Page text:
Thursday, 8 March 2012

Hollywood Babble On & On #863: Science Fiction Pilot Preview

Yesterday I wrote a post about how to make a science fiction show that can last more than one season, and today i09 just put out a story about 6 science-fiction and fantasy TV pilots that are in production.  Let's take a look at what i09 has written about them and see how they fit the criteria I put in yesterday...

Untitled Roland Emmerich Project (ABC)

In a nutshell: Carter (Max Thierot) is an astrophysicist whose estranged father dies while trying to assassinate a U.S. senator who's probably our next President. And then Carter finds out that he's the only person on Earth who can stop the rise of the Antichrist. He meets a secret Council, led by Mr. Arnim (Space: 1999's Martin Landau), who have a copy of the Devil's Bible (or Codex Gigas.) And Carter discovers that his father led a double life, including a secret apartment that's full of religious artifacts and conspiracy crap, and his dad may have lied about what happened to his mom. But sinister federal agents are harassing Carter, because of his dad's attempted assassination. Meanwhile, Carter's rugby coach is mad that he's giving up rugby, in a subplot that will probably dropped pretty fast. -from
Strike 1: It's a Roland Emmerich project.  We're talking about a man whose entire cinematic oeuvre consists of destroying famous landmarks.  It's not a career famous for creating coherent narratives.

Strike 2: The whole series seems built around one plot and one villain, a Satanic Senator.  That is not the recipe for a healthy show.

Strike 3: The show is built around the topics of politics and religion, and we all know how great Hollywood is at handling those topics with taste and class.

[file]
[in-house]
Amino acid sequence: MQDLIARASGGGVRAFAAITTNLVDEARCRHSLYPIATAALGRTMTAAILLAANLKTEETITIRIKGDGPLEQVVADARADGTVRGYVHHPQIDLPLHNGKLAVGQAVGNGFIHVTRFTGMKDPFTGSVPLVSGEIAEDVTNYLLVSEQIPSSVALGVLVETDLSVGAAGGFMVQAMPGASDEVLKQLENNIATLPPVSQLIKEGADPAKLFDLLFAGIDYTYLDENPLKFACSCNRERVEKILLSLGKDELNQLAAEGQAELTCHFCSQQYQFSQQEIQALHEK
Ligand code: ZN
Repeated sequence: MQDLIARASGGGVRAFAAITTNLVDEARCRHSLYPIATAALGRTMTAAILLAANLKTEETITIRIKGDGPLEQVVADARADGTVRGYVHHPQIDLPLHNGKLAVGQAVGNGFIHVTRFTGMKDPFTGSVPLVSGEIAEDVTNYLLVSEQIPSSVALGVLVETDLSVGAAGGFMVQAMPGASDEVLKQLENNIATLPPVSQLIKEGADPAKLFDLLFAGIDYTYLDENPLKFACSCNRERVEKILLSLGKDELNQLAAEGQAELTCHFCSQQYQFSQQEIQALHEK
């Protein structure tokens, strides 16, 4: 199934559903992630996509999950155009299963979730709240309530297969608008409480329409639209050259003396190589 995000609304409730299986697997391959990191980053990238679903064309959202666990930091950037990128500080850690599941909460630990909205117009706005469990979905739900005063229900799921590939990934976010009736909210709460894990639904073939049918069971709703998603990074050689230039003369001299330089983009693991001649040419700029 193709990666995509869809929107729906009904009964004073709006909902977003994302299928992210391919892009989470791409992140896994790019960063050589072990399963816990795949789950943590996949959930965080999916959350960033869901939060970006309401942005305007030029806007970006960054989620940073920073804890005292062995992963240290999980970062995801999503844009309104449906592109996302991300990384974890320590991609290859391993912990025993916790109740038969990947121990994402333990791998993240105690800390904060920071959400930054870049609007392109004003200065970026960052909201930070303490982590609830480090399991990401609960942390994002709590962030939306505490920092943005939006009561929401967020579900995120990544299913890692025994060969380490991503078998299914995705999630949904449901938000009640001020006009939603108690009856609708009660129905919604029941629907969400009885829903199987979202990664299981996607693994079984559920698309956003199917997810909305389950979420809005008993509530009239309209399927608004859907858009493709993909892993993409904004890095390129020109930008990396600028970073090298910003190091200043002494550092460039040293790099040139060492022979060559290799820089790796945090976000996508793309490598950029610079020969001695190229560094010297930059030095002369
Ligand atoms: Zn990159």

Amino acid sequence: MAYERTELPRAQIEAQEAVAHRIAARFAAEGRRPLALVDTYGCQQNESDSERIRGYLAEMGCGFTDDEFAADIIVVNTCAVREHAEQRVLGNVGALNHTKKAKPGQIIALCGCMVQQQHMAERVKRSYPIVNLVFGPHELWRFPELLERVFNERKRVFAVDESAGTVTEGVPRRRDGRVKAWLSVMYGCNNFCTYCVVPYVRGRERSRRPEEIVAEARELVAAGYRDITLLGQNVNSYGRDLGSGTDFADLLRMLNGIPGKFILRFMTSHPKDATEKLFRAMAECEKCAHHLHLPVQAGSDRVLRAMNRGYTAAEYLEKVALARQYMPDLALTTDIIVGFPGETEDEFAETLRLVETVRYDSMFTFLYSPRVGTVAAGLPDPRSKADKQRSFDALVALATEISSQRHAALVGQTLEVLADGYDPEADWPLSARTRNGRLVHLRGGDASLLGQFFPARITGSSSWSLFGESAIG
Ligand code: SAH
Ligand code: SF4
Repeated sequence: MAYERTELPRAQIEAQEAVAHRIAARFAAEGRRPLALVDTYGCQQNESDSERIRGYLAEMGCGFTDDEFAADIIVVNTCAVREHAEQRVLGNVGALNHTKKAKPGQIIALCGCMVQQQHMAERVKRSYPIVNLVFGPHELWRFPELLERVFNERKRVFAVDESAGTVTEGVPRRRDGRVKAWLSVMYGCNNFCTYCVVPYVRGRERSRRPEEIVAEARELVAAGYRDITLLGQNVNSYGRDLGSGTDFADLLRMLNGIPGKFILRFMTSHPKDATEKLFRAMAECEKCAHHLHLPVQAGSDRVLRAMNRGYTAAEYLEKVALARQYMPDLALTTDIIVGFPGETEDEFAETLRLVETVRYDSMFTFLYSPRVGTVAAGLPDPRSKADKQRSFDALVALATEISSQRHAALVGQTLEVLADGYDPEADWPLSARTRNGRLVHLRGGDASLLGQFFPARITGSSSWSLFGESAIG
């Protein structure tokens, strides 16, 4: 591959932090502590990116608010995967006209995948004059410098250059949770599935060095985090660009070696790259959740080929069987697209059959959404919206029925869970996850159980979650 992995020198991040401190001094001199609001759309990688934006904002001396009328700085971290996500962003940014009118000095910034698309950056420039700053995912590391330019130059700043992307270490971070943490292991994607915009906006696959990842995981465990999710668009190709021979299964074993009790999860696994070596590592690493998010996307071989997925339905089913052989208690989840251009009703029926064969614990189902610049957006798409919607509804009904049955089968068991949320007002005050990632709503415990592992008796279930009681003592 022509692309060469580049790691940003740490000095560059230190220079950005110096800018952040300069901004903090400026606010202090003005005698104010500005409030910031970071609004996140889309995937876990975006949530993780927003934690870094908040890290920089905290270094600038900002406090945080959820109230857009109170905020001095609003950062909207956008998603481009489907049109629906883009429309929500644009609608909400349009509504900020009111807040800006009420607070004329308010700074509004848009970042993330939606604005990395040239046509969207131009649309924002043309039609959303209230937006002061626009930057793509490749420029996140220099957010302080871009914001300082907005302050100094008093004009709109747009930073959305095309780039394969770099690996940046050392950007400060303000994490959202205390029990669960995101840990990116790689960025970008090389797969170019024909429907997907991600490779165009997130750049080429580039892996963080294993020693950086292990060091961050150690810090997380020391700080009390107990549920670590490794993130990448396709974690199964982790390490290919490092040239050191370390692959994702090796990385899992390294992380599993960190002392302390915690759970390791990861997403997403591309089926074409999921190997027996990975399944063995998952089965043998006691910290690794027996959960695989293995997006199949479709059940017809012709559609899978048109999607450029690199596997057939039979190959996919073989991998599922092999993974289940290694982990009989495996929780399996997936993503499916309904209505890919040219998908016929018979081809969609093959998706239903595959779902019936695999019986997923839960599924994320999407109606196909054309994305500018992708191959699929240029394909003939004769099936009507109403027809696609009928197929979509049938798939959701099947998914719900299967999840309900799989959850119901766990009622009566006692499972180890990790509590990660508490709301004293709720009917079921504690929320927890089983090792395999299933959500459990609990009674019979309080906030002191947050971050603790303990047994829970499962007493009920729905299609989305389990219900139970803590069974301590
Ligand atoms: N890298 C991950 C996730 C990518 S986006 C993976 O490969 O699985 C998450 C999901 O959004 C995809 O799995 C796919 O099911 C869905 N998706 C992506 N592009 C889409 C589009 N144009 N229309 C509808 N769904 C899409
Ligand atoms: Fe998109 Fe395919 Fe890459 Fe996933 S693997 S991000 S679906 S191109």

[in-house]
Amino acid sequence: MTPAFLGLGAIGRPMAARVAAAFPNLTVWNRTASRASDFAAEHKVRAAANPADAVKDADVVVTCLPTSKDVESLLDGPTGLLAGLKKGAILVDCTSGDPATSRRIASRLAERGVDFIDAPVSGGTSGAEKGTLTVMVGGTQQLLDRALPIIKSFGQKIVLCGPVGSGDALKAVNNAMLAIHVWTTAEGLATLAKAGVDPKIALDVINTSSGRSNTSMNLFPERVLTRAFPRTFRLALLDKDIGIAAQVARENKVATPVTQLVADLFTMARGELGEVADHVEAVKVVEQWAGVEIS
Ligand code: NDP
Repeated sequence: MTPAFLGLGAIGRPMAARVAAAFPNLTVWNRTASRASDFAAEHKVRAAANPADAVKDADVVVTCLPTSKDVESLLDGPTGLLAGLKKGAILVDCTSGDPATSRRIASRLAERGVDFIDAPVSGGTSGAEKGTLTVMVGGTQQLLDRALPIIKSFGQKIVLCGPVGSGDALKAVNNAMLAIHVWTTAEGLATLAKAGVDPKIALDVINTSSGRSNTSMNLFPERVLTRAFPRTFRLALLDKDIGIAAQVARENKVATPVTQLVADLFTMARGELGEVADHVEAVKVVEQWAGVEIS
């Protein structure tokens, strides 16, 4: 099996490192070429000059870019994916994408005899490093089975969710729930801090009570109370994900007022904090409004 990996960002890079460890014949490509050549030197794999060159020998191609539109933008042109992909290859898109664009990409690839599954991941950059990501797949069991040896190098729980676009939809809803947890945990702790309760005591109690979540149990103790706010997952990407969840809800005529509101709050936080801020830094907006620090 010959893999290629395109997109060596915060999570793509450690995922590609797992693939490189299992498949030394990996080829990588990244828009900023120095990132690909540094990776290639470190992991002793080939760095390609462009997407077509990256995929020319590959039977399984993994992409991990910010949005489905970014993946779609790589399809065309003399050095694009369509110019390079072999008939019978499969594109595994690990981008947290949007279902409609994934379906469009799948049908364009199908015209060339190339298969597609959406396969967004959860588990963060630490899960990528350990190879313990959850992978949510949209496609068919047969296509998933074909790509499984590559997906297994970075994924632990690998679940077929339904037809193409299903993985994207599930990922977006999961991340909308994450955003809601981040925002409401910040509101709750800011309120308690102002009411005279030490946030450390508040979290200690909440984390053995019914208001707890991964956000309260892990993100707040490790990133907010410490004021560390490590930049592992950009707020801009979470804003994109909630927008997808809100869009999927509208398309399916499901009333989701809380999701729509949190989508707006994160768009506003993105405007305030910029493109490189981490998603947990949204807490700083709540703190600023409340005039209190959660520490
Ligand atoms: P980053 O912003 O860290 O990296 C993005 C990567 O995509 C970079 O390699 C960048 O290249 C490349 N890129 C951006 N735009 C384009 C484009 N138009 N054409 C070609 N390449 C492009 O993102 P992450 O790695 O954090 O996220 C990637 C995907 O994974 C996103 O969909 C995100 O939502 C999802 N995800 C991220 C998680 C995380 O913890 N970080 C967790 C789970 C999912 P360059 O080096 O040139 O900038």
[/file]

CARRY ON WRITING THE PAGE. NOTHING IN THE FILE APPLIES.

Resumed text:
My verdict: Big steaming pile of overpriced fail.
Last Resort (ABC)

In a nutshell: A nuclear submarine is equipped with a brand new prototype that allows it to move undetected, without any kind of magnetic signature — a kind of "cloaking device," if you will. But when the sub receives orders to fire its missiles at Pakistan through non-standard channels, its captain decides to disobey. Soon, the sub's crew is divided and its captain's authority in question, while World War III is breaking out back on land. The submarine hides out at a small island called Sainte Maria, whose local dicator, "Mayor" Julian Serrat, doesn't appreciate these new arrivals trying to take over his island. It stars Terminator 2's Robert Patrick, plus Scott Speedman, Dichen Lachman, Andre Braugher and Autumn Reeser. -from
Okay, the people behind it have done some good shows in the past, including the Chicago Code, a cops and crooks drama that was egregiously cancelled by Fox.

My problem is that the whole things sounds like a great idea for a movie or mini-series.  The question that comes to my mind is what happens after they find out whether or not their orders to fire were legitimate or not.  It sounds interesting, and has potential for drama, but whether or not it has legs, I don't think so.
Midnight Sun (NBC)